When WebOS started development, it was ambitious: Palm originally intended for the operating system to be based on common Web technology, WebKit. That threw up plenty of issues, sure, but the reasoning was sound. The idea was to make it easy to create software for the device, which Palm hoped would attract programmers to make WebOS apps.
Sadly, it didn't quite work out like that.
Paul Mecer, former senior director of software at Palm, explained to the New York Times that Palm "just weren't able to execute such an ambitious and breakthrough design." In fact, he's even more fatalistic than that. "Perhaps it never could have been executed," he continued, "because the technology wasn't there yet."
But others involved with the operating system have gone further in pointing out the problems with WebOS which were evident from the start. One HP employee, who declined to be named because he still had some ties with the firm, told the New York Times that "there were neither the right leaders nor the right engineers to do the job." Despite the concept behind the OS being sound, Palm and HP simply failed to capitalise on its promise.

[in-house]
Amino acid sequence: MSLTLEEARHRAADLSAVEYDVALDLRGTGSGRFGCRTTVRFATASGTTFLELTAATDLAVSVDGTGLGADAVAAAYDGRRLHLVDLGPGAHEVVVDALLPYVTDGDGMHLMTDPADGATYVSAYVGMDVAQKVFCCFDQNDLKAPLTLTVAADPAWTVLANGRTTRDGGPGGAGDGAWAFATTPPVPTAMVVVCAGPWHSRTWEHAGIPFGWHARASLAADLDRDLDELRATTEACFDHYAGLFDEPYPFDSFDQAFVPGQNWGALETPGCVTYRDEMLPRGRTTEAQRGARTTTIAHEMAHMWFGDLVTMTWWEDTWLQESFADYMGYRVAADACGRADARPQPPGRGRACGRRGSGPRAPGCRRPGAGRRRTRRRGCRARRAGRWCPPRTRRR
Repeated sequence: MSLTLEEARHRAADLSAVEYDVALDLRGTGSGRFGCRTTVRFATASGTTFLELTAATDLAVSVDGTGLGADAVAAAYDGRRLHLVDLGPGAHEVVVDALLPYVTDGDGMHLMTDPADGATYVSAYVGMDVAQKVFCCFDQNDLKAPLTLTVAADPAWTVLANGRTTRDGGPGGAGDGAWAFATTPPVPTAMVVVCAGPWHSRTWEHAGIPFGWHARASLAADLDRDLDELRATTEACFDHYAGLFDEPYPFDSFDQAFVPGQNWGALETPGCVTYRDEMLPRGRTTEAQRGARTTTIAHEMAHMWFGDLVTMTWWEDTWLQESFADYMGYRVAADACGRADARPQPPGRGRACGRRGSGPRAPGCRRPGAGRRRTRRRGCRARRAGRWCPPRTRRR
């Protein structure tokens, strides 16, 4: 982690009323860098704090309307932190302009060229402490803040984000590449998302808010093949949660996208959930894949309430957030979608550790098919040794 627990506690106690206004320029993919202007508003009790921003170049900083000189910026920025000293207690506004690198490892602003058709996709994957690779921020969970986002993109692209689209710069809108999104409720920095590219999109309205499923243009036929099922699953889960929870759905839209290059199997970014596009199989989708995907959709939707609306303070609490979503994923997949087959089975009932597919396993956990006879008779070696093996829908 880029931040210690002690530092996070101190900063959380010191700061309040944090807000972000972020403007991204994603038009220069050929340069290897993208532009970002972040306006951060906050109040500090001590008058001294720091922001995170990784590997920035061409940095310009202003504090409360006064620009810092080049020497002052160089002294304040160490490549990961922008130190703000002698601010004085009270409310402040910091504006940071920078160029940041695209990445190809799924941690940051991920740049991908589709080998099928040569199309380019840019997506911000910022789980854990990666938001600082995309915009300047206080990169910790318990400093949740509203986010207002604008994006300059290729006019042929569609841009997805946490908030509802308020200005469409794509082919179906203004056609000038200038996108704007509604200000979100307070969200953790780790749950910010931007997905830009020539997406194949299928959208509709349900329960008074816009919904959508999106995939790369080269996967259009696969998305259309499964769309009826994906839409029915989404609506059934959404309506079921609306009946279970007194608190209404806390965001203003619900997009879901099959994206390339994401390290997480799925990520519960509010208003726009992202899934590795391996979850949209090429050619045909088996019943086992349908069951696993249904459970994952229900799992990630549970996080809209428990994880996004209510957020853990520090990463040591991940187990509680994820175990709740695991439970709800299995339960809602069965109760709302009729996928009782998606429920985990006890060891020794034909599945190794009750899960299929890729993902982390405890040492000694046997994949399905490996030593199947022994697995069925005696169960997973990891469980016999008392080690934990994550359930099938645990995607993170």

There's more—much more—to the backstory over at NYT, and the full detailing is definitely worth a read. But more important than the flawed platform's past is its open source future, where hopefully lies the chance to realise webOS's potential and forget its muddled start. [New York Times]